?

Log in

No account? Create an account
Mama Deb
mamadeb
.:::.:....... ..::...:
Mama Deb [userpic]
On siyyum and gender roles and doilies and meat

Last night, a friend of mine (the same one who thought we were vegetarians) had his siyyum - he finished a tractate of Mishnah in honor of his mother's sheloshim - 30th day since her death. May her neshama have an aliyah. (May her soul ascend to Heaven.)


He probably would have done this anyway, as he is a scholar, but as it happens it's the Nine Days and the siyyum means he can serve meat.

I arrived there at the dot of 8:30, which is pretty amazing for me.

And he's in not quite panic mode, getting the food and such all out and arranged, while trying to find time to finish the learning. First thing I did, just like most of the few other women, was to ask how I could help. He's not stupid. Next thing I knew, I was arranging plasticware, and then dishing macaroni salad (to which he had me crumble macaroons. I didn't ask, and I didn't taste.) and lining his mother's oven with foil and cutting kugels and...well. Other women were making iced tea and cutting vegetables for salads.

Okay, not all the women were helping, but there were far more men around, and things may have been done without me seeing and so I couldn't testify, but they were sitting in the living room staying out of the way. Given the cramped circumstances, a wise move. No, he's not married. He's suffering the fate of a kohain who has waited too long - most of the women his age are married or divorced, and he's not permitted to marry a divorced women. He could marry a widow, but those are also scarce.

Thing of it is, I couldn't not help. And Mark needed it the way his not-quite-panic became full-on-panic. Although another friend and I were amused over his obsession with paper doilies - there had to be doilies under the cakes and the cut-up kugels. I don't even think about doilies.

The siyyum went well enough, given his last minute cramming, and we did attack the cold cuts and the chicken, of which he still had substantial leftovers.

It's funny. It was only Tuesday. Everyone who ate meat had it on Shabbat; they will have it again this Shabbat. It's entirely possible that, even without intending it, they've spent whole weeks without meat in the past without caring. But you couldn't tell. Our rabbi, who is not a vegetarian, but isn't overly fond of fleish, watched with amusement.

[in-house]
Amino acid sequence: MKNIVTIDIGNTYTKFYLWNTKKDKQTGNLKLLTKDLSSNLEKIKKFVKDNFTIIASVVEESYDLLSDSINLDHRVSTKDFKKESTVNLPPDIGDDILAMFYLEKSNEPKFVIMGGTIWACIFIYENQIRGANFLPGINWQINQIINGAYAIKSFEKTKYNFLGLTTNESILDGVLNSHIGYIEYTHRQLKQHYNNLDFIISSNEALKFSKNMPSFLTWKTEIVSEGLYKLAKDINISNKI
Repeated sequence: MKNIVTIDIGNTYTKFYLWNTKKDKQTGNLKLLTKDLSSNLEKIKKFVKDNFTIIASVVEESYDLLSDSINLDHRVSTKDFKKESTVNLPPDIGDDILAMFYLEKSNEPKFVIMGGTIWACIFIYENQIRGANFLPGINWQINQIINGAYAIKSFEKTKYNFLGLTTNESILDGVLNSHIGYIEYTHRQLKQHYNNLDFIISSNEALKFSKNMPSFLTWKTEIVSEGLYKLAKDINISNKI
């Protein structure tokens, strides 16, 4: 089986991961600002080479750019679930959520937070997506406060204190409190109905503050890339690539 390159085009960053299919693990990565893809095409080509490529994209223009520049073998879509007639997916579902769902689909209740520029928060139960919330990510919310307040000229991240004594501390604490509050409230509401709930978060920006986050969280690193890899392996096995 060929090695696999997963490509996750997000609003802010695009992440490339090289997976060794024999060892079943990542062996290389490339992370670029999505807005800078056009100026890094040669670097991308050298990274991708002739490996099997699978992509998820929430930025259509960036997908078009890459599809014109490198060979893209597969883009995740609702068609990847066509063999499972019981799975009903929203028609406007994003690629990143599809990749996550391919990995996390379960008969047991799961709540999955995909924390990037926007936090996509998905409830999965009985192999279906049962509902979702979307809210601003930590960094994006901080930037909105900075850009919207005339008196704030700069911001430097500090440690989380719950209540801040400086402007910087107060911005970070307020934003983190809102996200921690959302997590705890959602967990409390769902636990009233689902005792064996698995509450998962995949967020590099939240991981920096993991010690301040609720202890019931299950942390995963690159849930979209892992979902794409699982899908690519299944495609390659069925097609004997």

Jonathan came in just as Mark was saying the kaddish that marks the end of the siyyum, but Mark had already found reasons why just attending the event would make it permissible for Jonathan to eat meat. There was barely a minyan for the ma'ariv that we had before dessert, though. People had to leave.

Comments

Yes, what justifies eating meat is not hearing the siyyum, but attending the party celebrating the siyyum. Just as, if you attend a bris this week you may eat meat, even if you didn't directly participate in the actual surgery. The only restriction I'm aware of is that you have to have some real connection to the people who are celebrating the siyyum or bris or whatever it is, so that you would have come to celebrate with them even if it wasn't happening this week, or even if they had decided not to serve meat. You can't come just for the meat (or rather, if you do, you can't have any).

"dishing macaroni salad (to which he had me crumble macaroons. I didn't ask, and I didn't taste.)"

Gross. Maybe his mother did this?

How old is he? I have an acquaintance in Baltimore who is kohain eligible--very nice lady...I set her up with a guy from Teaneck but he was too modern for her tastes.

He's in his late forties or fifties, I believe.

I have to say that I feel awkward fixing anyone up. In this case, Mark's probably too modern for her, too. He's a fan.

Yeah too modern for her, and I don't make it a habit of playing shadchan either. I saw her mother recently and she pressed me for names.